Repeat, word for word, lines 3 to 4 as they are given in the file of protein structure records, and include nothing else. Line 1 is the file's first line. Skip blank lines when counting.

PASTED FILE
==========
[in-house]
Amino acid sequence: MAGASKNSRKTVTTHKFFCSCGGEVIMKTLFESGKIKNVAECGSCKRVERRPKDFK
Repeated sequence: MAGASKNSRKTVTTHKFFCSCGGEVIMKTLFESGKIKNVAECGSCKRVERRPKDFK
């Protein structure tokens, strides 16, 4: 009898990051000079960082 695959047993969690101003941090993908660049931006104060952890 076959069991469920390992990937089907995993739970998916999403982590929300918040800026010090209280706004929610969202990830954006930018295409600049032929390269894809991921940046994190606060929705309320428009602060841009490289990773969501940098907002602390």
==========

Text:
Repeated sequence: MAGASKNSRKTVTTHKFFCSCGGEVIMKTLFESGKIKNVAECGSCKRVERRPKDFK
């Protein structure tokens, strides 16, 4: 009898990051000079960082 695959047993969690101003941090993908660049931006104060952890 076959069991469920390992990937089907995993739970998916999403982590929300918040800026010090209280706004929610969202990830954006930018295409600049032929390269894809991921940046994190606060929705309320428009602060841009490289990773969501940098907002602390």